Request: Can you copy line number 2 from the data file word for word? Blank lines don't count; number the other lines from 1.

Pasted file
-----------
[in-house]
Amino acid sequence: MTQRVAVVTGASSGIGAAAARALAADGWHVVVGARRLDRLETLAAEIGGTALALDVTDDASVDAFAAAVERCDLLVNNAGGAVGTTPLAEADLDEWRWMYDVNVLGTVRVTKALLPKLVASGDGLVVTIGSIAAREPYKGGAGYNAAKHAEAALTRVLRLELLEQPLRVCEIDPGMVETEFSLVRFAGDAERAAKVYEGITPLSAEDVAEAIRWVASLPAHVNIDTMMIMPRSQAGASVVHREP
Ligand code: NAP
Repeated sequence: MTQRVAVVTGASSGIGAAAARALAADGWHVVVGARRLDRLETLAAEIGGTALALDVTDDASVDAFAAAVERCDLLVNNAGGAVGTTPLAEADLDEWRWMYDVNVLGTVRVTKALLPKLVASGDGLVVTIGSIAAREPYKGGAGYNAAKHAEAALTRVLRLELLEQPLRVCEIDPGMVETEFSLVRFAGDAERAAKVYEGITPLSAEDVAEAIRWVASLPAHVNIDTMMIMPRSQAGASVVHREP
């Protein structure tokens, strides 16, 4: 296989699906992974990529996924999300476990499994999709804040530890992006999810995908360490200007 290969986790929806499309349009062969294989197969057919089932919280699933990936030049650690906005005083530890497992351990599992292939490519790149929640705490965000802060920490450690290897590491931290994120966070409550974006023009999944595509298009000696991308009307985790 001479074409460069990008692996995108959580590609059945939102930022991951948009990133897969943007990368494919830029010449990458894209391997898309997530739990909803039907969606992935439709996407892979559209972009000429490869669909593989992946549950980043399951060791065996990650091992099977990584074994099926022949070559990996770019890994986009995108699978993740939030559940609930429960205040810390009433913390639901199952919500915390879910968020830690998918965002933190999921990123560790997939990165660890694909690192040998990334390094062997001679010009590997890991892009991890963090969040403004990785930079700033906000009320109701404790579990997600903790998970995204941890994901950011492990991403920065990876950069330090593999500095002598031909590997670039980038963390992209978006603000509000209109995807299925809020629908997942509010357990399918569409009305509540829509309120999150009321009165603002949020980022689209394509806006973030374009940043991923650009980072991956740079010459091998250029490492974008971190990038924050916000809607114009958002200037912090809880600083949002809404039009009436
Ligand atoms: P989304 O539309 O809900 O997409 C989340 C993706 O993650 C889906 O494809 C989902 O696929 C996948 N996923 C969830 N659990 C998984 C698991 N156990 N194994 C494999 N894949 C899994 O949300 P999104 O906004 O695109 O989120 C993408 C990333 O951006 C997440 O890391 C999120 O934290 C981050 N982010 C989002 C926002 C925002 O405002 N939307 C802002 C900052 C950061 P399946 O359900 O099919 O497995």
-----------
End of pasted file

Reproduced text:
Amino acid sequence: MTQRVAVVTGASSGIGAAAARALAADGWHVVVGARRLDRLETLAAEIGGTALALDVTDDASVDAFAAAVERCDLLVNNAGGAVGTTPLAEADLDEWRWMYDVNVLGTVRVTKALLPKLVASGDGLVVTIGSIAAREPYKGGAGYNAAKHAEAALTRVLRLELLEQPLRVCEIDPGMVETEFSLVRFAGDAERAAKVYEGITPLSAEDVAEAIRWVASLPAHVNIDTMMIMPRSQAGASVVHREP